An avenue in the northern Madrid neighbourhood of Chamartín, Avenida de Alfonso XIII, is named after him. A plaza or town center in Iloilo City, Philippines (now Plaza Libertad) was named in his honour called Plaza Alfonso XIII. A street in Merthyr Tydfil, in Wales, was built especially to house Spanish immigrants in the mining industry and named Alphonso Street after Alfonso XIII.
Alfonso XIII appears as "King Buby" in Luis Coloma's story of Ratoncito Pérez (1894), which was written for the King when he was 8 years old. The story of Ratoncito Pérez has been adapted into further literary works and movies since then, with the character of Alfonso XIII appearing in some. Alfonso XIII is also mentioned on the plaque to Ratoncito Pérez on the second floor of "la calle del Arenal".
Marriage and children
On 31 May 1906, Alfonso married Scottish-born Princess Victoria Eugenie of Battenberg (1887–1969). Only entitled to the style of Serene Highness by birth, Ena, as she was known, was granted the higher honorific of Royal Highness one month before her wedding.
Alfonso and Ena had six surviving children:
|Alfonso, Prince of Asturias||10 May 1907||6 September 1938||21 June 1933
Divorced 8 May 1937
|Edelmira Sampedro y Robato|
|3 July 1937
Divorced 8 January 1938
|Marta Esther Rocafort-Altuzarra|
|Infante Jaime, Duke of Segovia||23 June 1908||20 March 1975||4 March 1935
Divorced 6 May 1947
|Emmanuelle de Dampierre||Alfonso, Duke of Anjou and Cádiz
Gonzalo, Duke of Aquitaine
|3 August 1949||Charlotte Luise Auguste Tiedemann|
|Infanta Beatriz||22 June 1909||22 November 2002||14 January 1935||Alessandro Torlonia, 5th Prince of Civitella-Cesi||Doña Sandra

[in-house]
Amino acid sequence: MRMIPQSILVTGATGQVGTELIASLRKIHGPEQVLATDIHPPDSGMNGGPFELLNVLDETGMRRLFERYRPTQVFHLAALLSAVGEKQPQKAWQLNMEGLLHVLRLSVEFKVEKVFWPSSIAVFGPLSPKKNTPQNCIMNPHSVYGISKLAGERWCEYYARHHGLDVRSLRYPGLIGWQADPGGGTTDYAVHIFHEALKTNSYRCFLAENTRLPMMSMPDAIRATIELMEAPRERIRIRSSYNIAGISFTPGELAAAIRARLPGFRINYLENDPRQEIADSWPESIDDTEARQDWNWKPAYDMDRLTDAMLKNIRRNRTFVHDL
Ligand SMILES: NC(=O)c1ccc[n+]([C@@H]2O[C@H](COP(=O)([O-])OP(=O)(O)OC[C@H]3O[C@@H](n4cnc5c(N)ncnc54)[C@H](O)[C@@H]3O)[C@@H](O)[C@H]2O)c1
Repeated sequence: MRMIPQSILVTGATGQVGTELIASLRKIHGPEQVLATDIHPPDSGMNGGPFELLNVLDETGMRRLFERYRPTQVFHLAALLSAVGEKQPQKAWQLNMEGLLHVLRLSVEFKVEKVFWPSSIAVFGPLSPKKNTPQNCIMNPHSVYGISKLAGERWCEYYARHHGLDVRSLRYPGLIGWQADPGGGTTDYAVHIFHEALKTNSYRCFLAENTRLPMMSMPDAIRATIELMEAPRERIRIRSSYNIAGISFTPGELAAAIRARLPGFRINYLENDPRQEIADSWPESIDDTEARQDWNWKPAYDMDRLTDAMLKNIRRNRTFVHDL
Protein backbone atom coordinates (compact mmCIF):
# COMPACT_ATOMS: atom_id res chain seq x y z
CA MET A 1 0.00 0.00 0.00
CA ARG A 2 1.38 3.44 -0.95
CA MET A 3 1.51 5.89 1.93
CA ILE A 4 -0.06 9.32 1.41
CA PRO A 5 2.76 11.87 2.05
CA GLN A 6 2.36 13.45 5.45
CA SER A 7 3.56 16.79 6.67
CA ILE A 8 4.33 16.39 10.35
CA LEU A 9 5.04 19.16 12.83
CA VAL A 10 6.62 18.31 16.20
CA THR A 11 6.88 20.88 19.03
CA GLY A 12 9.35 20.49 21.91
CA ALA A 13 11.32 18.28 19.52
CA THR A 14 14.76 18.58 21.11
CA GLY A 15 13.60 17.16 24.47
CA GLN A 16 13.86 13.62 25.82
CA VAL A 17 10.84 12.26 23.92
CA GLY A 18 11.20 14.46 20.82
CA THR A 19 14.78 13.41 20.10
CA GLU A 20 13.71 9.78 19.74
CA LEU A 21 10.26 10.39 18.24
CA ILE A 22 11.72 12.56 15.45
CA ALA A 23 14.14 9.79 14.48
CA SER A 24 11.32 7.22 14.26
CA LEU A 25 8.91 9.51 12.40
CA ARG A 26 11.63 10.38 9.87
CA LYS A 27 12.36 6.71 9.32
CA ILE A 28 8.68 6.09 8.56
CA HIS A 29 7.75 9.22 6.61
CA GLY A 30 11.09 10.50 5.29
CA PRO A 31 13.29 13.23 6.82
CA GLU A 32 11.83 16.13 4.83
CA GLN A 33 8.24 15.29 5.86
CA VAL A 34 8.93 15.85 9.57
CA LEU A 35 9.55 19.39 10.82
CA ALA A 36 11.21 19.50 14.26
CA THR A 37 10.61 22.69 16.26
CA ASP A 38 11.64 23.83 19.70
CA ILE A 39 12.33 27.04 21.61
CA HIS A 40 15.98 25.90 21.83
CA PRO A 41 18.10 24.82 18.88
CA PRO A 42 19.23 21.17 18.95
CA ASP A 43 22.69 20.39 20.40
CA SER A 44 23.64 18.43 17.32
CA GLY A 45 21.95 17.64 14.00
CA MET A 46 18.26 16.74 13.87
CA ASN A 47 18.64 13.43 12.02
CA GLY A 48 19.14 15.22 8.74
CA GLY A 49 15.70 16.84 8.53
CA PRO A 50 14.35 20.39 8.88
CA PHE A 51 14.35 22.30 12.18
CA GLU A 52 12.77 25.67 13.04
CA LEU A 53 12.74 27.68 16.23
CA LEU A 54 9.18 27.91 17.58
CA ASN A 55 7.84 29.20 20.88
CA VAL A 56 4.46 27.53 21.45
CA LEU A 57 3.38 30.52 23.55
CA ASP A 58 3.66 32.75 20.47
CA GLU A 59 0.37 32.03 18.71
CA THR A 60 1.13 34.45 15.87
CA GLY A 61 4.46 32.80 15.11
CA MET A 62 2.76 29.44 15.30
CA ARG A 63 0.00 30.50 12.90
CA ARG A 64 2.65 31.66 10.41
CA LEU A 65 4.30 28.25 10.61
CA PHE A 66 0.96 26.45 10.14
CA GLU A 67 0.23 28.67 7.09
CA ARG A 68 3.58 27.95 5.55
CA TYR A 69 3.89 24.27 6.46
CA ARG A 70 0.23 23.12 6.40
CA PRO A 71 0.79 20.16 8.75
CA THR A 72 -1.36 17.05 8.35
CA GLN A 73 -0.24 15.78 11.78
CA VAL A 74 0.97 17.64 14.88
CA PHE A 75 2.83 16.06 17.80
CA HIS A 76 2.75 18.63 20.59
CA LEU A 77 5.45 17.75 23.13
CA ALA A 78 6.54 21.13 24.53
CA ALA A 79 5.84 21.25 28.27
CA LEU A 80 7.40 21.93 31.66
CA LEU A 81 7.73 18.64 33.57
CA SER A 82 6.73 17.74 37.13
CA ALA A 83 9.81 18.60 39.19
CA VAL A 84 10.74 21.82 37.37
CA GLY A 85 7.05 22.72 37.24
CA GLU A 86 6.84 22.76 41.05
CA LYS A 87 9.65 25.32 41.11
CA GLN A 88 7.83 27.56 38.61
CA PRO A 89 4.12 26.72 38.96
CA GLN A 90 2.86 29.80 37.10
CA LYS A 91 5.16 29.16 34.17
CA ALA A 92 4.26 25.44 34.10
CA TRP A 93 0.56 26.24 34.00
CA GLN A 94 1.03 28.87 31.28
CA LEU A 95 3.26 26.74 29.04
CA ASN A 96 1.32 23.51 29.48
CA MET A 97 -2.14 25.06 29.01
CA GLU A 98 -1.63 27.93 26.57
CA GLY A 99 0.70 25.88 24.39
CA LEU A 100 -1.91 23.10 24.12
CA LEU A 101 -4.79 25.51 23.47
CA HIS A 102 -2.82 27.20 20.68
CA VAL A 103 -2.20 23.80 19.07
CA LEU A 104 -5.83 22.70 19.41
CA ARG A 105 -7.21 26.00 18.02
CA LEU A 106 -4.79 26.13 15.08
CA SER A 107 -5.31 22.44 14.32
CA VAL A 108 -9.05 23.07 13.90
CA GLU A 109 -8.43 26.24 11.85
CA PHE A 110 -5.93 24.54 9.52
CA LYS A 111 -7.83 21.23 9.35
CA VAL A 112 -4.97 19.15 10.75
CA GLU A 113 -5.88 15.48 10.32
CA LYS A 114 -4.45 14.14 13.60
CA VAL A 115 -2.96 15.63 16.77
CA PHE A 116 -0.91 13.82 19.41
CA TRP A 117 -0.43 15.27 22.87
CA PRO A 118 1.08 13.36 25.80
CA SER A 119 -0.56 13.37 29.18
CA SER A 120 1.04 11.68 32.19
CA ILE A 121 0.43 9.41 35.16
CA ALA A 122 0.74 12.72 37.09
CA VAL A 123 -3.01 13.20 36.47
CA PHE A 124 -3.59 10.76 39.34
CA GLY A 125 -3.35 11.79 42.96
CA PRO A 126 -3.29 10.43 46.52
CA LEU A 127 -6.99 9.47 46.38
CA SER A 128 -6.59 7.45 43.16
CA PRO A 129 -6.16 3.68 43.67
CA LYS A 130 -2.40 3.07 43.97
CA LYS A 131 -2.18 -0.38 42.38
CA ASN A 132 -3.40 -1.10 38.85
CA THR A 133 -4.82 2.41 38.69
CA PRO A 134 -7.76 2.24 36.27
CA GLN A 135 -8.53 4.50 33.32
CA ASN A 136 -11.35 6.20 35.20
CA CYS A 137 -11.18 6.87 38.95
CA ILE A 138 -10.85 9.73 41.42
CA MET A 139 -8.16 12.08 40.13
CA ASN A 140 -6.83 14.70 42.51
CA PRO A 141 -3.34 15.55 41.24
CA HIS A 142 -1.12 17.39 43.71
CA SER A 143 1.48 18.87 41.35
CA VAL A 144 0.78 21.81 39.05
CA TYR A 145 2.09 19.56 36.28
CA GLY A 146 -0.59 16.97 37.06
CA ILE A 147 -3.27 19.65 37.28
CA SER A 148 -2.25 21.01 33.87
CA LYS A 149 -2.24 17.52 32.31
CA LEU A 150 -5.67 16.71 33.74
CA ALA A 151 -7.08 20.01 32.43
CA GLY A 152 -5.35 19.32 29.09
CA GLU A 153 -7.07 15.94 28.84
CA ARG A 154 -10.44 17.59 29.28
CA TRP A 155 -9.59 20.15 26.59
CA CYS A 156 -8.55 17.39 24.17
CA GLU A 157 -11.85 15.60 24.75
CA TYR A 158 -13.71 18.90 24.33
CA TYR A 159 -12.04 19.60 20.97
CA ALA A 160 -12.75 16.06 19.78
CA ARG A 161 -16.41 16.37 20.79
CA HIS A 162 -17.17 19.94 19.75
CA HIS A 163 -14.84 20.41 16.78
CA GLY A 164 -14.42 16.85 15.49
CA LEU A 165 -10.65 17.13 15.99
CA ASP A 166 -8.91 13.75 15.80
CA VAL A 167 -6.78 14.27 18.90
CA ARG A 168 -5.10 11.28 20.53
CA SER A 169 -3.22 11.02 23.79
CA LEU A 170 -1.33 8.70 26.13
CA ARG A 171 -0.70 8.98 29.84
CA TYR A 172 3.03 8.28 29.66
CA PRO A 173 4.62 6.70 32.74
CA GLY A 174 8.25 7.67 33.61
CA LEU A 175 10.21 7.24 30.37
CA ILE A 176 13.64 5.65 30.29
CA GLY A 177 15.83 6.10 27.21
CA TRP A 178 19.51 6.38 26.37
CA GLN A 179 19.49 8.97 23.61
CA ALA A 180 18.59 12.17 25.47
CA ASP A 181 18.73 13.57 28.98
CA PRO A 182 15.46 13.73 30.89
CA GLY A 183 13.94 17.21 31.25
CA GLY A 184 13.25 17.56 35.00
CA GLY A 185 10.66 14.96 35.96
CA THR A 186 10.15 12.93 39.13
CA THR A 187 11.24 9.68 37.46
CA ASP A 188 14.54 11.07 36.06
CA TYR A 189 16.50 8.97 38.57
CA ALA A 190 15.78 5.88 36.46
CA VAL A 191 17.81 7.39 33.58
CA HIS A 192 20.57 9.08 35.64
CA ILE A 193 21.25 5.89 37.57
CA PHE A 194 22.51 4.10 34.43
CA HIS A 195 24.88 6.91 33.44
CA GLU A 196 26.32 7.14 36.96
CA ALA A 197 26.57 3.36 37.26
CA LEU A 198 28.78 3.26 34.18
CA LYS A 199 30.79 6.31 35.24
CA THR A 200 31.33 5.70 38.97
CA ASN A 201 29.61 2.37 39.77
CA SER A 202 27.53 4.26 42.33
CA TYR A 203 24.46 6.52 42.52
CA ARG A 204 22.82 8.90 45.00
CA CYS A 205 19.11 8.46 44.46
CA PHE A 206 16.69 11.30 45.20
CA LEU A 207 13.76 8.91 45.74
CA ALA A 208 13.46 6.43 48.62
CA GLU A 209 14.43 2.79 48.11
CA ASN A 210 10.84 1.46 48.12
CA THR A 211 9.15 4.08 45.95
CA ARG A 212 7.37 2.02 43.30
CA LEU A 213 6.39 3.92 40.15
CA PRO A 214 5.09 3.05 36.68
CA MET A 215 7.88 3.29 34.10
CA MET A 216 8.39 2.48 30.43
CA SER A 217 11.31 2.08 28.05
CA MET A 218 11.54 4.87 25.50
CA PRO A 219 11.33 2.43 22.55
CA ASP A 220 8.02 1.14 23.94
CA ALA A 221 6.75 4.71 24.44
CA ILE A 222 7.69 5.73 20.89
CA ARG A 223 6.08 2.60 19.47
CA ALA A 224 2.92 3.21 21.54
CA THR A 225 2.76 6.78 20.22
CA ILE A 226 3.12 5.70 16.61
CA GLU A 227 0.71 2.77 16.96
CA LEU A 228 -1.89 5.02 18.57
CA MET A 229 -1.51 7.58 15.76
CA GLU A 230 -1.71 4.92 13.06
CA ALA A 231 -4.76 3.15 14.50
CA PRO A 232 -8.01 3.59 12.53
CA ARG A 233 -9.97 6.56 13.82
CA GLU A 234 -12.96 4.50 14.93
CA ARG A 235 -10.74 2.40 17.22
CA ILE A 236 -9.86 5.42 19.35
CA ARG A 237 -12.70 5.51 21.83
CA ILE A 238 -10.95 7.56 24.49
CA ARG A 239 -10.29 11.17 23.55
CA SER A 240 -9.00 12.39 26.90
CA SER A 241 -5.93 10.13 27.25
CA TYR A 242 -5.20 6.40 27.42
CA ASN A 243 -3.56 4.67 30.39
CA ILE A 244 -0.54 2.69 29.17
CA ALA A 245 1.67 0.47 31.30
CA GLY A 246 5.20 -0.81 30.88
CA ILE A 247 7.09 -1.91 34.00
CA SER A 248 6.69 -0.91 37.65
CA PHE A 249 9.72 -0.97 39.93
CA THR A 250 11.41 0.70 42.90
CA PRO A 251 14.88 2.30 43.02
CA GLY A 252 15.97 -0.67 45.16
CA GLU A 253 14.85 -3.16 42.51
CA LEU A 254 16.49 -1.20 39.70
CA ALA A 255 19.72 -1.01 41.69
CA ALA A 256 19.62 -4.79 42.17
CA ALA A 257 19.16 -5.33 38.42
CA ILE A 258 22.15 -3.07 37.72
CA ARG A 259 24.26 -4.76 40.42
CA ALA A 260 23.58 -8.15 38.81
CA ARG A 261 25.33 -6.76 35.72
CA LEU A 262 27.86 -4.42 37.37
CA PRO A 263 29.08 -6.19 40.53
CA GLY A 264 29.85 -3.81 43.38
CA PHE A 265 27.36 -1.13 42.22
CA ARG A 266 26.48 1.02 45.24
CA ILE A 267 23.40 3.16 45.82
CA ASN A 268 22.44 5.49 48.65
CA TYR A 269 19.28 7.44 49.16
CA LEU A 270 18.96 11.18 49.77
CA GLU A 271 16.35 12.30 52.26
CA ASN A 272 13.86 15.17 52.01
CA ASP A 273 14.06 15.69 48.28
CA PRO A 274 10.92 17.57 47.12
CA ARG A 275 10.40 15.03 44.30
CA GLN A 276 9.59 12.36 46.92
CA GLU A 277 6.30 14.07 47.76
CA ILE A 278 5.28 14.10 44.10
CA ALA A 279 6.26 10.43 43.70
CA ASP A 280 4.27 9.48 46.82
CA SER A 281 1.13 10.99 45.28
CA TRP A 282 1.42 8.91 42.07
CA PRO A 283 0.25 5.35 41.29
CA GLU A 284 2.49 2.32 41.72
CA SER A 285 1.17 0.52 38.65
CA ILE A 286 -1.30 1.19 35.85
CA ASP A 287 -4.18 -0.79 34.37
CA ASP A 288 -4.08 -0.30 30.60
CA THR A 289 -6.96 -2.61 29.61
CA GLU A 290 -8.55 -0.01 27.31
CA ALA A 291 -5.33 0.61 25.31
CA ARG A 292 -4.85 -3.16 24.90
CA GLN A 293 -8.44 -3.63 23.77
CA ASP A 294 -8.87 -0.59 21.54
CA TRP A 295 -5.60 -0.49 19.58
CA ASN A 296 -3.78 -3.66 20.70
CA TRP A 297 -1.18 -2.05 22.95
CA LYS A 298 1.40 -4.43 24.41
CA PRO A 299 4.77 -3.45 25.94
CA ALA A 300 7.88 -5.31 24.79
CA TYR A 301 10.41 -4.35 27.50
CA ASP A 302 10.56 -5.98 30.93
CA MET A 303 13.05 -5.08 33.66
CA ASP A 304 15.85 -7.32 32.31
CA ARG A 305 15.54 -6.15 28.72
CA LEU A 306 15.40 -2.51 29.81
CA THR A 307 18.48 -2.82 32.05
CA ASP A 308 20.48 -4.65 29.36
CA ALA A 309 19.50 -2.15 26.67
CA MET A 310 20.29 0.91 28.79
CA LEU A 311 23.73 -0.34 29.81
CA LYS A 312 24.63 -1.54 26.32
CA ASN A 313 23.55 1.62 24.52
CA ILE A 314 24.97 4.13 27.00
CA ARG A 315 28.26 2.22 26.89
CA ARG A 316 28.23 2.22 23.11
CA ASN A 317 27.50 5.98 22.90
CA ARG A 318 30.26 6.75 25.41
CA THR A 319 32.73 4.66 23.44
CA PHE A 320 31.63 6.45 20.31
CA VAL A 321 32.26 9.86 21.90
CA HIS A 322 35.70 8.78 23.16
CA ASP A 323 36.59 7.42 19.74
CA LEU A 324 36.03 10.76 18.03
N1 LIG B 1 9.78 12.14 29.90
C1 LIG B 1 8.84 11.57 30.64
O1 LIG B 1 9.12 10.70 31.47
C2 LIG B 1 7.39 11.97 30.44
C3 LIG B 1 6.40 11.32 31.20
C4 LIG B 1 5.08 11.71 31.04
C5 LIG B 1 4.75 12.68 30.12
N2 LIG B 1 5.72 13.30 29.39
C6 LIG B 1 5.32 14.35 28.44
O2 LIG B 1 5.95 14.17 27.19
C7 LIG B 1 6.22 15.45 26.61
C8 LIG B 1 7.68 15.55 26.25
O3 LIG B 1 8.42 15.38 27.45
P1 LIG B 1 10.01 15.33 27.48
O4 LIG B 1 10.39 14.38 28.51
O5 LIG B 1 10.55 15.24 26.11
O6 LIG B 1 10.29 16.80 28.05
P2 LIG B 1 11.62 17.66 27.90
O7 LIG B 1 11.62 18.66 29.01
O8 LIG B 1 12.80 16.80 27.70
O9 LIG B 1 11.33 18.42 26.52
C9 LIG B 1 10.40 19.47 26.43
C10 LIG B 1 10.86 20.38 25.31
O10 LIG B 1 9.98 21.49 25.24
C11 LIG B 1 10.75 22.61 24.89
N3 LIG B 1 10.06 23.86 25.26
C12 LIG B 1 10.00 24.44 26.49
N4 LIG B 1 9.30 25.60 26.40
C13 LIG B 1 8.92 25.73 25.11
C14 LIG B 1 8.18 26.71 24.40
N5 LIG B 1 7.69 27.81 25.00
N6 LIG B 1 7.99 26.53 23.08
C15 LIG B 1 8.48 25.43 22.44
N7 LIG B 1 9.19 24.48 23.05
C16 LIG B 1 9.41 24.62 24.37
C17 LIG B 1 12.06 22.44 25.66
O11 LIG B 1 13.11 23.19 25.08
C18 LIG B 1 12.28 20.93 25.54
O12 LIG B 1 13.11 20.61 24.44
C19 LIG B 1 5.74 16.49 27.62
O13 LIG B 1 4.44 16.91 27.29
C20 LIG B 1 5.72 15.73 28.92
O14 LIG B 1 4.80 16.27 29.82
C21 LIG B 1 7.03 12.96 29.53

Marco Torlonia, 6th Prince of Civitella-Cesi
|Infante Fernando||stillborn, 1910||1910|
|Infanta Maria Cristina||12 December 1911||23 December 1996||Enrico Eugenio Marone-Cinzano, 1st Conte Marone-Cinzano|
|Infante Juan, Count of Barcelona heir-apparent to the throne 1941–1969, Count of Barcelona.||20 June 1913||1 April 1993||Princess María Mercedes of Bourbon-Two Sicilies||Infanta Pilar, Duchess of Badajoz
Juan Carlos I of Spain
Infanta Margarita, Duchess of Soria and Hernani
|Infante Gonzalo||24 October 1914||13 August 1934, a haemophiliac, like his elder brother Alfonso. He died due to bleeding from injuries suffered in a car crash.|
Alfonso also had six known illegitimate children:
By French aristocrat Mélanie de Gaufridy de Dortan (1876–1937), married to Philippe de Vilmorin, he had
By Pauline of Saint Glen, he had
- Charles Maxime Victor of Saint Glen (3 July 1914 – 20 May 1934).
By Béatrice Noon, he had
- Juana Alfonsa Milán y Quiñones de León (19 April 1916 – 16 May 2005)
By Spanish actress María del Carmen Ruiz y Moragas (1898–1936):
- Ana María Teresa Ruiz y Moragas (9 October 1925 – 6 September 1965)
- Leandro Alfonso Luis Ruiz y Moragas (26 April 1929 – 18 June 2016), officially recognized by Spanish Courts on 21 May 2003 as Leandro Alfonso Luis de Borbón y Ruiz Moragas
By Marie Sousa, he had
- Alonso of Borbon Sousa (28 December 1930 – 30 April 1934).
Coat of arms of Alfonso XIII with royal supporters
- 1,072nd Knight of the Order of the Golden Fleece in Spain in 1886
- Maestranza de caballería (Royal Cavalry Armory) de Ronda, Sevilla, Granada, Valencia y Zaragoza
- Order of Charles III
- Order of Santiago
- Order of Calatrava
- Order of Alcántara
- Order of Montesa
- 315th Grand Cross of the Order of the Tower and Sword – 1900
- 815th Knight of the Order of the Garter – 16 May 1902 – King Edward VII´s brother, the Duke of Connaught attended the festivities marking the King's enthronement, and invested him as a Knight in a special ceremony on 16 May 1902.
- Knight of the Order of the Seraphim – 16 May 1902 – King Oscar II of Sweden sent his youngest son, Prince Prince Eugen to represent him at the festivities marking the King's enthronement, and he invested the King as a Knight in a special ceremony on 16 May 1902.
- Persia: Order of the Aqdas – 16 May 1902 – The King received the Persian order in a special ceremony during his enthronement festivities.